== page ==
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Search Results: 1 - 2 of 2 matches for " multiliteracy "
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ICTs in the Classroom, Multiliteracy and Special Education: A Required Interface  [PDF]
Ana Lúcia Manrique, Eliana Vianna Brito Kozma, Ely Antonio Tadeu Dirani, Meire Luci da Silva, Annie France Frere
Creative Education (CE) , 2016, DOI: 10.4236/ce.2016.77100
Abstract: Many children have special difficulties to interact with their counterparts, but use tablets and smartphones with resourcefulness. Cards with graphic symbols are very useful to assist communication. However, the teacher who works in a classroom with forty students in Brazil does not have time to train the special student to properly use this alternative means of communication. Therefore, this research developed and tested an application installed on a smartphone, which identified the communication card and verbalized its meaning, repeating this action as often as necessary without teacher intervention. It also allows one to test the knowledge of students. The system is based on a web application with source code developed by Google and electromagnetic sensors fixed on the cards. The functionality test showed good performance and usability and may be useful in the training of children with communication difficulties.
Informal Online Learning Practices: Implications for Distance Education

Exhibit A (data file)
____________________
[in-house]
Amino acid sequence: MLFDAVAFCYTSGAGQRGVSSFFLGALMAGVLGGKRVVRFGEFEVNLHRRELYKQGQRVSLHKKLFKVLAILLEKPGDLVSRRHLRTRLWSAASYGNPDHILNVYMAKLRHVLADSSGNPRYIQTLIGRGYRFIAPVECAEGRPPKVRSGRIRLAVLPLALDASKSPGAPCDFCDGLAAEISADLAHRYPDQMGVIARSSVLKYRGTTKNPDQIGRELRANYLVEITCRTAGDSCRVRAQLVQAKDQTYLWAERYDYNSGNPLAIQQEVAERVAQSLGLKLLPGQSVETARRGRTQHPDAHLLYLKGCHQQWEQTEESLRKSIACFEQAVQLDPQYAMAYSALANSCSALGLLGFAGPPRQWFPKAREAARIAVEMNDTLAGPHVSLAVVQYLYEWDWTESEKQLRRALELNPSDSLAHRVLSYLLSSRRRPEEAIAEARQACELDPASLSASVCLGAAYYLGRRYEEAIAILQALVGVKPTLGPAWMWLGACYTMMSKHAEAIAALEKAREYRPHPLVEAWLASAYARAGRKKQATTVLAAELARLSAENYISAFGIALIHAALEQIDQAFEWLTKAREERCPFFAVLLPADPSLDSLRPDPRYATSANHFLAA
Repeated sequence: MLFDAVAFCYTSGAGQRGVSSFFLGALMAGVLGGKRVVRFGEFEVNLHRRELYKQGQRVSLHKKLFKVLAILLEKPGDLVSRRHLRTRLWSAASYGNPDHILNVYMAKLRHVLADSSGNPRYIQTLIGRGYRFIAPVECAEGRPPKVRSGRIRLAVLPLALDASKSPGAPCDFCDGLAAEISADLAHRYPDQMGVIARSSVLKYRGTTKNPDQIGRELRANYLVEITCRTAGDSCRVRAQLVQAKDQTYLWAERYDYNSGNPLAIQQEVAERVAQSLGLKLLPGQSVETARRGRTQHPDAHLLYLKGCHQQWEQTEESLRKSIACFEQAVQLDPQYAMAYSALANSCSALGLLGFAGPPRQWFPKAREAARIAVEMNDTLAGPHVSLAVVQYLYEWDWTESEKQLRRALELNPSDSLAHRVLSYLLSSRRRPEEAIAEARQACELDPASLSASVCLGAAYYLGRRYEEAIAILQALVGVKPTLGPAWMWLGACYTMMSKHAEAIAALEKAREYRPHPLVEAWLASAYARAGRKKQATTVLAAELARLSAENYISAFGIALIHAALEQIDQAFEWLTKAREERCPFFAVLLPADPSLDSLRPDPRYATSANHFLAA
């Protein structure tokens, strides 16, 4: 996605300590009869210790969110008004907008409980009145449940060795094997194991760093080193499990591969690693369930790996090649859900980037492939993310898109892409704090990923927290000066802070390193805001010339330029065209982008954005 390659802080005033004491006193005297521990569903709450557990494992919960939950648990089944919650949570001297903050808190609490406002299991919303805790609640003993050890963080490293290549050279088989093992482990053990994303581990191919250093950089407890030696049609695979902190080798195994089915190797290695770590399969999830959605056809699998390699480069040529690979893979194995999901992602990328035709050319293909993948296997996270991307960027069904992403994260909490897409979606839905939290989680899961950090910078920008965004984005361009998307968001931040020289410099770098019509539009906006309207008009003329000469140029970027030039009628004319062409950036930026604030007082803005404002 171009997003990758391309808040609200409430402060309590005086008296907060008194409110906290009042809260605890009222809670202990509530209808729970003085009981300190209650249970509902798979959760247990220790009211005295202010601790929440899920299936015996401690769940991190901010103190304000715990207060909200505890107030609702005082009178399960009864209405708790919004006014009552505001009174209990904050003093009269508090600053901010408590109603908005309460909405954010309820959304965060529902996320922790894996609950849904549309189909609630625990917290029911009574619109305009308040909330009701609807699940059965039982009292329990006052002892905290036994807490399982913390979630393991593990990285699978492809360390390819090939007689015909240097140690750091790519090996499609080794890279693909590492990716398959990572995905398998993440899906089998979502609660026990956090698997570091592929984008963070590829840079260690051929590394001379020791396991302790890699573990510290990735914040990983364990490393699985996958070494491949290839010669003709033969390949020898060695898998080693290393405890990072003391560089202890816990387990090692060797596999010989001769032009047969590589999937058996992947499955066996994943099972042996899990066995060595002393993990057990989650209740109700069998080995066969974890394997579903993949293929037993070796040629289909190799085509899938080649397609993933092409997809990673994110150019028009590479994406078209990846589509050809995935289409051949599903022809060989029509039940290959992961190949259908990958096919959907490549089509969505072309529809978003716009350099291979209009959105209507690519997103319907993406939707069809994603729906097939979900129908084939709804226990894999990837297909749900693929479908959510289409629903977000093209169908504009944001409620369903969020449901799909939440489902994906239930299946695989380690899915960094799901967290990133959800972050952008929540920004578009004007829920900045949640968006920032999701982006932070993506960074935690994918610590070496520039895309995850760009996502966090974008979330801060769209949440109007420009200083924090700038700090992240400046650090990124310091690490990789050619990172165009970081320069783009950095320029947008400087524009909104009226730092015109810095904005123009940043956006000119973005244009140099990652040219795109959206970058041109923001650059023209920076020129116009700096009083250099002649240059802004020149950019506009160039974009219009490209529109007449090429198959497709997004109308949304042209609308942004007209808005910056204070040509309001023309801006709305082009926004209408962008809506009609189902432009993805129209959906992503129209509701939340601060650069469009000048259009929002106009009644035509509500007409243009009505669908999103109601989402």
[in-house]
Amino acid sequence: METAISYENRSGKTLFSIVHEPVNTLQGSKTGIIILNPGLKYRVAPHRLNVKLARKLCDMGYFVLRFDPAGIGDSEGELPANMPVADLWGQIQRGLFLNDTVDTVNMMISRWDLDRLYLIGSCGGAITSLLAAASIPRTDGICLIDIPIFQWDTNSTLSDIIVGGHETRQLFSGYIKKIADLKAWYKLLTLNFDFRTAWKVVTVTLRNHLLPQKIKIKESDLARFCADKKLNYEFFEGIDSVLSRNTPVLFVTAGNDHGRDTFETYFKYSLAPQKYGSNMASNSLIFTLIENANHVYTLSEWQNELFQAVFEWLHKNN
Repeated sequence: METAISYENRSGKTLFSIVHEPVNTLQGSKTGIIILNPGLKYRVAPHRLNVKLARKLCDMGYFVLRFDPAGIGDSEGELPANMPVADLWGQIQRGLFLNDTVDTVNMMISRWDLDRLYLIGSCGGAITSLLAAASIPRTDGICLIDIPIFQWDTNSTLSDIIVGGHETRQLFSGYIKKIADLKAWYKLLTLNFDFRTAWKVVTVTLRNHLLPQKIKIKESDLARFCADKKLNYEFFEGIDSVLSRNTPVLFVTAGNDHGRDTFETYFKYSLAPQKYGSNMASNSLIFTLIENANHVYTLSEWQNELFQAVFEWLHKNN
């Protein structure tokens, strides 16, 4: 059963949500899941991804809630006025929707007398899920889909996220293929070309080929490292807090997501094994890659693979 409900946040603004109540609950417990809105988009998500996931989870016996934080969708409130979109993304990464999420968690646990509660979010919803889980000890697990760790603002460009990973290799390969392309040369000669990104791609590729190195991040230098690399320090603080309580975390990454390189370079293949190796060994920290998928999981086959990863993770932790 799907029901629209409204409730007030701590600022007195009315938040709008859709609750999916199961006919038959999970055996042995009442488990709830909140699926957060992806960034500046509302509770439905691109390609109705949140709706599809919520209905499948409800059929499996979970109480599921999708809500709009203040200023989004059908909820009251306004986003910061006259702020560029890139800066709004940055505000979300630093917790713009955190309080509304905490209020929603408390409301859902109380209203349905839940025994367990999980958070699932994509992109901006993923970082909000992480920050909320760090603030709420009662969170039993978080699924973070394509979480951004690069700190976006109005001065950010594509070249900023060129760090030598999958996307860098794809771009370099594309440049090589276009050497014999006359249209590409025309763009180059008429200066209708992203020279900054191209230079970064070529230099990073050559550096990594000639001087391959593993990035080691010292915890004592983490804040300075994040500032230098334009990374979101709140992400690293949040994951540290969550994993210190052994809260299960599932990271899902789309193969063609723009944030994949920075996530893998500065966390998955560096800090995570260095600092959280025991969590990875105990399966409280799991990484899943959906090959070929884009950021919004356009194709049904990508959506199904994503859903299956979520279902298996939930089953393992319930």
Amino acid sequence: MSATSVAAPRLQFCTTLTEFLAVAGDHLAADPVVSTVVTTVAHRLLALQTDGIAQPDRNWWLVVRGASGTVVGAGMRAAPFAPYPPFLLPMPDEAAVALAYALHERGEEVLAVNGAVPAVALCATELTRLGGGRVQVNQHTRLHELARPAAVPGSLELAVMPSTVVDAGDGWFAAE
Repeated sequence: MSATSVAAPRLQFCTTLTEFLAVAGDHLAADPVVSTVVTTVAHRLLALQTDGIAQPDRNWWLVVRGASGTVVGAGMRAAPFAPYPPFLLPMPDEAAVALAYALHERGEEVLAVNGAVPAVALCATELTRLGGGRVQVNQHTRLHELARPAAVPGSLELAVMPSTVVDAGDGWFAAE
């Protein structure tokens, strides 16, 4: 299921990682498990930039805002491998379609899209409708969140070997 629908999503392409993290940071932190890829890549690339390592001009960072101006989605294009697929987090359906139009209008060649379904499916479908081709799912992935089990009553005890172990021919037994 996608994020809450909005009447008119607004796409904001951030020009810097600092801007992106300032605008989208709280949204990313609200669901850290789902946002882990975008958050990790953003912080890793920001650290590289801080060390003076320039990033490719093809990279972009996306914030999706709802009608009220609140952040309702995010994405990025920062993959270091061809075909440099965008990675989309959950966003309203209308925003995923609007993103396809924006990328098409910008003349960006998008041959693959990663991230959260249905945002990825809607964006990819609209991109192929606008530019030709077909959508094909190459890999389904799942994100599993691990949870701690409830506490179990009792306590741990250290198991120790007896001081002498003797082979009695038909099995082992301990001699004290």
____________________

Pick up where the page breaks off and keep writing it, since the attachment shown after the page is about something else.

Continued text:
Fawn Winterwood
Turkish Online Journal of Qualitative Inquiry , 2010,
Abstract: This qualitative ethnographic study examines five American teenagers’ historical and current digitally-mediated multiliteracy practices within digital popular culture. The participants included three male and two female students of a private high school in the Midwestern United States. The study is framed by the notion that literacy is a socially, culturally, and historically situated discursive construct rather than a purely individualized cognitive endeavor. This social constructivist theory of literacy emphasizes the social conditions necessary to navigate the economic, social, and political worlds of the 21st century. The purpose of the study was to explore the students’ multiliteracy practices that they enact through their activities within digital popular culture. Data collection methods included synchronous interviews facilitated by video conferencing tools as well as observation of the participants’ online activities and member checks conducted via email and instant messaging. The analytic strategy employed during this study was informed by Clarke’s (2005) situational analysis method. The study’s findings indicate that literacy practices in which the study participants have engaged through informal learning activities within digital youth culture have had a much greater impact on enabling them to cultivate the multimodal literacies necessary within a postmodern digital era than have their formal educational experiences.
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